Comedy club apologises for cancelling MP who upset snowflake staff

An Edinburgh Fringe venue has reversed its decision to ‘no-platform’ Joanna Cherry KC MP over her belief in the reality of biological sex and apologised.

The Stand Comedy Club admitted its decision to axe ‘In Conversation with Joanna Cherry’ was unfair and reinstated the show after the prominent gender critic threatened court action.

In a substantive legal opinion for the Edinburgh South West MP, Aidan O’Neill KC concluded that ‘The Stand’ had unlawfully discriminated against Cherry because of her views on gender identity and was in breach of the Equality Act 2010.


In April, the club notified Cherry that her long standing booking was “unable to proceed” as “key operational staff” claimed they felt ‘threatened’ and were “unwilling to work” because of the local MP’s views on transgender issues.

Following the cancellation, Cherry said she was being “no-platformed” for holding “gender-critical views that somebody’s sex is immutable”.

“I’m being prevented from talking about these things and others in my home city where I’m an elected politician” she explained, adding: “Small groups of activists are now dictating who can speak and what can be discussed.”

When Cherry said she was prepared to sue the venue operator, it agreed to settle the dispute on her terms – apologising, admitting it had acted unlawfully, and restoring the event to the Fringe calendar.

We now publicly and unreservedly apologise to Ms Cherry.

‘White Knight’

O’Neill argued that The Stand’s cancellation decision has been made “expressly under reference to beliefs which are attributed to Ms. Cherry concerning the issue of ‘gender identity’” – beliefs protected under the Equality Act 2010.

The Senior Counsel dismissed the operator’s attempt to paint the decision to terminate as a “White Knight” effort to defend people from ‘offence’ and ‘discomfort’.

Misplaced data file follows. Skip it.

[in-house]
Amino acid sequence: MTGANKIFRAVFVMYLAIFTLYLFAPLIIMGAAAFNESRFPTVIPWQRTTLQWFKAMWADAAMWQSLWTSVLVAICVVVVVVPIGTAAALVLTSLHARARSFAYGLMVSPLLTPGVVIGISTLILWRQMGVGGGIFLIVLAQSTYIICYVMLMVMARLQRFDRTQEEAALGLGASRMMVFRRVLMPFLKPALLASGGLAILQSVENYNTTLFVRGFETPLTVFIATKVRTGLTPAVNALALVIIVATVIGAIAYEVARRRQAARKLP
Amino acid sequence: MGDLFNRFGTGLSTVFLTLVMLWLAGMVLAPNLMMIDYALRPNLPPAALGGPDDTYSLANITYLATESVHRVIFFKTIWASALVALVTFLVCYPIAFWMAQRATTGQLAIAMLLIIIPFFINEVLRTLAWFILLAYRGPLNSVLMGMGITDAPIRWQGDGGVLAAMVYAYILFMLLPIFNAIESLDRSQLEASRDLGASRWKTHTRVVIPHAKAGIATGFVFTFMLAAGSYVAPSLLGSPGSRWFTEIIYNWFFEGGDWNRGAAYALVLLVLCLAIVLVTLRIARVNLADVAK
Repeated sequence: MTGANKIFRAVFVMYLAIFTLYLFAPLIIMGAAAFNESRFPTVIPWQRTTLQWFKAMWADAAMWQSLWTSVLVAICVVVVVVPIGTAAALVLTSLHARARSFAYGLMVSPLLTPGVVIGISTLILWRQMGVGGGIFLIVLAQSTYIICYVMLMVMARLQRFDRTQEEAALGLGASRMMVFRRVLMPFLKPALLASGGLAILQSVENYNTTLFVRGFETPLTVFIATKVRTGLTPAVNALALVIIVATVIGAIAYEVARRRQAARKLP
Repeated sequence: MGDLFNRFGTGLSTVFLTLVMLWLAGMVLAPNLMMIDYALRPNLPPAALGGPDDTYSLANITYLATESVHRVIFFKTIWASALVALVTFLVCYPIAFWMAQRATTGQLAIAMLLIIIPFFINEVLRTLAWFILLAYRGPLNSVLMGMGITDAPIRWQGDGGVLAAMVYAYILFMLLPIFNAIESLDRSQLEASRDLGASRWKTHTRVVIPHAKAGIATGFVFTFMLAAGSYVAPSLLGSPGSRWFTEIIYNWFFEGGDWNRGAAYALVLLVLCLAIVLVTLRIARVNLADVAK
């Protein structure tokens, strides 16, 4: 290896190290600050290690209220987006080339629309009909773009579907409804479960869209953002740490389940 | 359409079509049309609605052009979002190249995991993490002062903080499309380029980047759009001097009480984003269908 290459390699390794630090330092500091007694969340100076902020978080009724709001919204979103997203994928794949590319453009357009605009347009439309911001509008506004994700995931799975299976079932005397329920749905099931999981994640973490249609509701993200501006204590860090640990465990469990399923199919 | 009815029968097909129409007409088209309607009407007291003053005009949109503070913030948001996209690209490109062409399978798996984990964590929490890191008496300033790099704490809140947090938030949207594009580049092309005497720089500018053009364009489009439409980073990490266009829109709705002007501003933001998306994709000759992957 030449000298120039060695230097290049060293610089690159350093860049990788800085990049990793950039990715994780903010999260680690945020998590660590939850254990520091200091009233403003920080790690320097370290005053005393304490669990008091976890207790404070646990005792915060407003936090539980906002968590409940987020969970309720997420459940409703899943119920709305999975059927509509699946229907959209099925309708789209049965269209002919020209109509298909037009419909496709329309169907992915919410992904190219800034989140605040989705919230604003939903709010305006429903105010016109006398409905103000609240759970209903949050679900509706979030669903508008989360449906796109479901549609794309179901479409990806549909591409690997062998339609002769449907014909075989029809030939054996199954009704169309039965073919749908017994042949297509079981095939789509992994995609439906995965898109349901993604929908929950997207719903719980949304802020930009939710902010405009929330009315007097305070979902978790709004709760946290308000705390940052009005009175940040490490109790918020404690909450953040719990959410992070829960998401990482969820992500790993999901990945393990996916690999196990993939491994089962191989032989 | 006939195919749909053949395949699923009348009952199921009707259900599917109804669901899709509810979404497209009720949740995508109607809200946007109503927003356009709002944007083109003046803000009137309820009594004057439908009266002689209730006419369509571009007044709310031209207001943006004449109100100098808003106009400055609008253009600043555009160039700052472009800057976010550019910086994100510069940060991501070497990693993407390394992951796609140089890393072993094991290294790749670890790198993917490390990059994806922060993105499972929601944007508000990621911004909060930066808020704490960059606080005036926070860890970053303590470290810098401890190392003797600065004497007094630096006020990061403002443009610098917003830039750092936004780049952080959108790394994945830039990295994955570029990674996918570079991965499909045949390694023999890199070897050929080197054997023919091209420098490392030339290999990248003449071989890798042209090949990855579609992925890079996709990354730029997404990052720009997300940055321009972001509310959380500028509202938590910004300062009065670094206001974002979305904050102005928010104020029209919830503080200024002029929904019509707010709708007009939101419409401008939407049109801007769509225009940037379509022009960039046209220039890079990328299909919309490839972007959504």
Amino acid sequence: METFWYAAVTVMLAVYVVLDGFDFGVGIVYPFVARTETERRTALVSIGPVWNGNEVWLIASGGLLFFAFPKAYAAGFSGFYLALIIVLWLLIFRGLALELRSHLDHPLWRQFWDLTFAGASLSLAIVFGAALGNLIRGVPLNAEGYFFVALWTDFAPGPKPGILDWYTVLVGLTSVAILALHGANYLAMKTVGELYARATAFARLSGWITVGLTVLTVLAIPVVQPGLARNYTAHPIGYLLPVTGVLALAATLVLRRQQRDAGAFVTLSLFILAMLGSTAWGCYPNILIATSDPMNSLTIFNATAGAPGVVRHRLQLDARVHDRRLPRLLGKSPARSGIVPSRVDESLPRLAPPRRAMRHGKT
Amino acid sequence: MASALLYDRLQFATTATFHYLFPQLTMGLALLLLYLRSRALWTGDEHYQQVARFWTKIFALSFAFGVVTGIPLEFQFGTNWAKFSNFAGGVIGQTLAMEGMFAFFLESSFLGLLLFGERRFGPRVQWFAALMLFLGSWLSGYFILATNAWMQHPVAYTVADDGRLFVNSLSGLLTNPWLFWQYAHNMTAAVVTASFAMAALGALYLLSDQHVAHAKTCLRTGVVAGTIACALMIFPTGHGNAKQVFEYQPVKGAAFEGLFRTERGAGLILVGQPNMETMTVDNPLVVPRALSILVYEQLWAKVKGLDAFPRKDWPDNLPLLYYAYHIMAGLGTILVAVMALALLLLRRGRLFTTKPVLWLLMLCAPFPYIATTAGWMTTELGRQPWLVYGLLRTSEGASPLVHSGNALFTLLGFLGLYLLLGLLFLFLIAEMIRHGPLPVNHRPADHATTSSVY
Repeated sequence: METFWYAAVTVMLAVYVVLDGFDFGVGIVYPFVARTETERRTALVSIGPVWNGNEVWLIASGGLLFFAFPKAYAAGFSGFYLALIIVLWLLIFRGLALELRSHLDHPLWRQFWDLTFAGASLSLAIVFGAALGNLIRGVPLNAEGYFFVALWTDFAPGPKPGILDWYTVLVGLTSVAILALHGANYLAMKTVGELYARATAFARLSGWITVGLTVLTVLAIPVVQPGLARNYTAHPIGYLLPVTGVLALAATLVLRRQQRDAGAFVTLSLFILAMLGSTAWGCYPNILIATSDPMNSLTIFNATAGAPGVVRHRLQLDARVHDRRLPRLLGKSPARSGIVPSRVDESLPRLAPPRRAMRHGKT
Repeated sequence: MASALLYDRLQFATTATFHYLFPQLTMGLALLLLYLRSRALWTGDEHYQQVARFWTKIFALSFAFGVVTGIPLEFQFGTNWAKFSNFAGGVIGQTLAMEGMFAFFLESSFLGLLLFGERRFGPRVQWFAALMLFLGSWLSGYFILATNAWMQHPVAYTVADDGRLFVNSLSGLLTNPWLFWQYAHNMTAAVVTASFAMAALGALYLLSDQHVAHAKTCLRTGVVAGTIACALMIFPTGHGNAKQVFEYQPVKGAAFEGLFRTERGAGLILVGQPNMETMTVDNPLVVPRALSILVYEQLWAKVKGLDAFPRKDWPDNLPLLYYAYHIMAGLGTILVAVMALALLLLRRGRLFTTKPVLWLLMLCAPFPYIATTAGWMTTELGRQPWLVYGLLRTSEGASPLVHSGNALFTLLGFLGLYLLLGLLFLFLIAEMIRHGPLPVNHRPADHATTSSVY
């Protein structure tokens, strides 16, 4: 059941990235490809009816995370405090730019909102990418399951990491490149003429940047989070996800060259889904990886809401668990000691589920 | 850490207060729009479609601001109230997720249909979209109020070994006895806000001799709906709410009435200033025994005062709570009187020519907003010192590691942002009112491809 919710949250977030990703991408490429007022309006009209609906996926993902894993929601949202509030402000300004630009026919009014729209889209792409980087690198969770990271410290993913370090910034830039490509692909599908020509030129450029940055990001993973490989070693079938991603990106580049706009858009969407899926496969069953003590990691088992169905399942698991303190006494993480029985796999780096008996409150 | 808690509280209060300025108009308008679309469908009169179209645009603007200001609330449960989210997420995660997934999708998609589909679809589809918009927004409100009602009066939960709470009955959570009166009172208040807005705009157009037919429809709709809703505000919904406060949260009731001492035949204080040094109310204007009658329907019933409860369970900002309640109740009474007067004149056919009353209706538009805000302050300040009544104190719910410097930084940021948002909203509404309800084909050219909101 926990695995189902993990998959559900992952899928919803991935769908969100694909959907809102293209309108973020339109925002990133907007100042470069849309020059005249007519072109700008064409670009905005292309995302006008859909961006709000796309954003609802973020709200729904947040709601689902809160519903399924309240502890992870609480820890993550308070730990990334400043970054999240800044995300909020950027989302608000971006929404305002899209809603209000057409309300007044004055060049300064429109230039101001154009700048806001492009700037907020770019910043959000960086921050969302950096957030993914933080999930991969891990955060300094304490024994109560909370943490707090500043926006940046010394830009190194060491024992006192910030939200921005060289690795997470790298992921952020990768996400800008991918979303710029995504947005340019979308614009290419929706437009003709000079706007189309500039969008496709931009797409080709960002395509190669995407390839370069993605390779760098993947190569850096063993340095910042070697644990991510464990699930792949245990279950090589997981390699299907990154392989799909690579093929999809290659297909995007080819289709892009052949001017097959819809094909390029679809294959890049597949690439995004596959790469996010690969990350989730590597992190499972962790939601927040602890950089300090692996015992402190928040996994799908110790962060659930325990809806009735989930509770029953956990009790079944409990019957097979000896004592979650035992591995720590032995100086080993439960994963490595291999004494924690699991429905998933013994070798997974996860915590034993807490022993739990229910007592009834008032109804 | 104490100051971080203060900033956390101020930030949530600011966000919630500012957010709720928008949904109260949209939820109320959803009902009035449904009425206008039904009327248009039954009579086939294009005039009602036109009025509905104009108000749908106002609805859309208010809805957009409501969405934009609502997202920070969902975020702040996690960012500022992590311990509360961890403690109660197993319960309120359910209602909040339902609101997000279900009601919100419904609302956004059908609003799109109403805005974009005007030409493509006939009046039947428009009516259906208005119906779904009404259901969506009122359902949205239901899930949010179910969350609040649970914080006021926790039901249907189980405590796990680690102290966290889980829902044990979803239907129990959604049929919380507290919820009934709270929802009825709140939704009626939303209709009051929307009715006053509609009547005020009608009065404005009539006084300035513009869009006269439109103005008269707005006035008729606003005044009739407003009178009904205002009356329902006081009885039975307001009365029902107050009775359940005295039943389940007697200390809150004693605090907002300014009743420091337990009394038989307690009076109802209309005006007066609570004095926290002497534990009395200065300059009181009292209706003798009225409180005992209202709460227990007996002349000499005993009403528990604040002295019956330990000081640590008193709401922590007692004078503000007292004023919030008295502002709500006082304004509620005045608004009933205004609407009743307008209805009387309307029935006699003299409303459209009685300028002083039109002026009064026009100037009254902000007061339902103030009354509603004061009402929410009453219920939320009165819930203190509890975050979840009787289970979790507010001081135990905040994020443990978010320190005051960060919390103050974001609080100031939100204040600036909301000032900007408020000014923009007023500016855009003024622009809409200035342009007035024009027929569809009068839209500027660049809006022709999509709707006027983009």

He countered that neither the common law nor the Equality Act “guarantees any right not to be confronted with opinions that are opposed to one’s own convictions”.

And concluded: “There will always be, in a pluralist society, strongly held beliefs that cannot be reconciled with one another. That does not mean that one or the other of those views should be prevented from being expressed.”

Legal precedents

In his expert advice, O’Neill cited extensively from legal precedents established in successful court actions taken by the Billy Graham Evangelistic Association (BGEA).

In 2021, Blackpool Council was ordered to pay out over £100,000 for discriminating against Christians, after it removed bus adverts for Lancashire Festival of Hope at which BGEA’s Franklin Graham was speaking.

And in 2022, BGEA was awarded almost as much in damages when Glasgow’s OVO Hydro was found to be in breach of contract and guilty of discrimination under the Equality Act 2010 for cancelling an evangelistic rally due to Franklin Graham’s mainstream Christian beliefs on marriage and sexual ethics.

O’Neill also made reference in his legal summary to Maya Forstater’s victory at Employment Tribunal in 2022, where Judge Andrew Glennie ruled that Maya Forstater had been subject to both “direct discrimination” and “victimisation” by her employer for defending the reality of biological sex.

Also see:


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